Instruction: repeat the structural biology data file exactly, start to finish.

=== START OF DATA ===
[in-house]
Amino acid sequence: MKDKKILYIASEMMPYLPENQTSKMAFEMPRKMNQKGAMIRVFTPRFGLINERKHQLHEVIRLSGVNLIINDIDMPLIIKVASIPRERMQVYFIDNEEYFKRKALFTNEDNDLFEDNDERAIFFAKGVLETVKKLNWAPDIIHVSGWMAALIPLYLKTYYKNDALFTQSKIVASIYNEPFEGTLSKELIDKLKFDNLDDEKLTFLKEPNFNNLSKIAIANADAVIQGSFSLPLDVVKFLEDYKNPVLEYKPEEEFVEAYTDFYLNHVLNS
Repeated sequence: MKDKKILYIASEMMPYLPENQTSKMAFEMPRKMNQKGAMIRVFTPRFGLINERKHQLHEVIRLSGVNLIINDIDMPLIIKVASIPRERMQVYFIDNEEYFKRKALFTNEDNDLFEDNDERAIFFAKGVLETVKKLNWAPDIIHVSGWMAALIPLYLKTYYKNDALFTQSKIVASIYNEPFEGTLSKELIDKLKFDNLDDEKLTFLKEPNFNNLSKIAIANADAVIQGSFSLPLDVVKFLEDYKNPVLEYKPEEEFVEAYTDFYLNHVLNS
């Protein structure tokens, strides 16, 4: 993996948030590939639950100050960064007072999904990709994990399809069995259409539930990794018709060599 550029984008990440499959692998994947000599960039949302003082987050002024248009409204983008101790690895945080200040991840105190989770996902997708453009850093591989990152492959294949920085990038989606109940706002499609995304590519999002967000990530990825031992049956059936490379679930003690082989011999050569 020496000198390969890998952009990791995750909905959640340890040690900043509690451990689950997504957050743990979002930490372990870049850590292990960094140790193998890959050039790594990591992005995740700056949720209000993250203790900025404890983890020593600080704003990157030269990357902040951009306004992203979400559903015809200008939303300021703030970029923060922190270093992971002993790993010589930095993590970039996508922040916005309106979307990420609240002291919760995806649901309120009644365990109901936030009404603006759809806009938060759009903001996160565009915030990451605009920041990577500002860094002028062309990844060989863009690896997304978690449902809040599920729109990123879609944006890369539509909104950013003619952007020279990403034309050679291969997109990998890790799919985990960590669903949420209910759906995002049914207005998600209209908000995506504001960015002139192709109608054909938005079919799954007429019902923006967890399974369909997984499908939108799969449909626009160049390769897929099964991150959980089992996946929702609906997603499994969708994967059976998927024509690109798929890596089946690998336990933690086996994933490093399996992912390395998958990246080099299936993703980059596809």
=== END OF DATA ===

[in-house]
Amino acid sequence: MKDKKILYIASEMMPYLPENQTSKMAFEMPRKMNQKGAMIRVFTPRFGLINERKHQLHEVIRLSGVNLIINDIDMPLIIKVASIPRERMQVYFIDNEEYFKRKALFTNEDNDLFEDNDERAIFFAKGVLETVKKLNWAPDIIHVSGWMAALIPLYLKTYYKNDALFTQSKIVASIYNEPFEGTLSKELIDKLKFDNLDDEKLTFLKEPNFNNLSKIAIANADAVIQGSFSLPLDVVKFLEDYKNPVLEYKPEEEFVEAYTDFYLNHVLNS
Repeated sequence: MKDKKILYIASEMMPYLPENQTSKMAFEMPRKMNQKGAMIRVFTPRFGLINERKHQLHEVIRLSGVNLIINDIDMPLIIKVASIPRERMQVYFIDNEEYFKRKALFTNEDNDLFEDNDERAIFFAKGVLETVKKLNWAPDIIHVSGWMAALIPLYLKTYYKNDALFTQSKIVASIYNEPFEGTLSKELIDKLKFDNLDDEKLTFLKEPNFNNLSKIAIANADAVIQGSFSLPLDVVKFLEDYKNPVLEYKPEEEFVEAYTDFYLNHVLNS
């Protein structure tokens, strides 16, 4: 993996948030590939639950100050960064007072999904990709994990399809069995259409539930990794018709060599 550029984008990440499959692998994947000599960039949302003082987050002024248009409204983008101790690895945080200040991840105190989770996902997708453009850093591989990152492959294949920085990038989606109940706002499609995304590519999002967000990530990825031992049956059936490379679930003690082989011999050569 020496000198390969890998952009990791995750909905959640340890040690900043509690451990689950997504957050743990979002930490372990870049850590292990960094140790193998890959050039790594990591992005995740700056949720209000993250203790900025404890983890020593600080704003990157030269990357902040951009306004992203979400559903015809200008939303300021703030970029923060922190270093992971002993790993010589930095993590970039996508922040916005309106979307990420609240002291919760995806649901309120009644365990109901936030009404603006759809806009938060759009903001996160565009915030990451605009920041990577500002860094002028062309990844060989863009690896997304978690449902809040599920729109990123879609944006890369539509909104950013003619952007020279990403034309050679291969997109990998890790799919985990960590669903949420209910759906995002049914207005998600209209908000995506504001960015002139192709109608054909938005079919799954007429019902923006967890399974369909997984499908939108799969449909626009160049390769897929099964991150959980089992996946929702609906997603499994969708994967059976998927024509690109798929890596089946690998336990933690086996994933490093399996992912390395998958990246080099299936993703980059596809």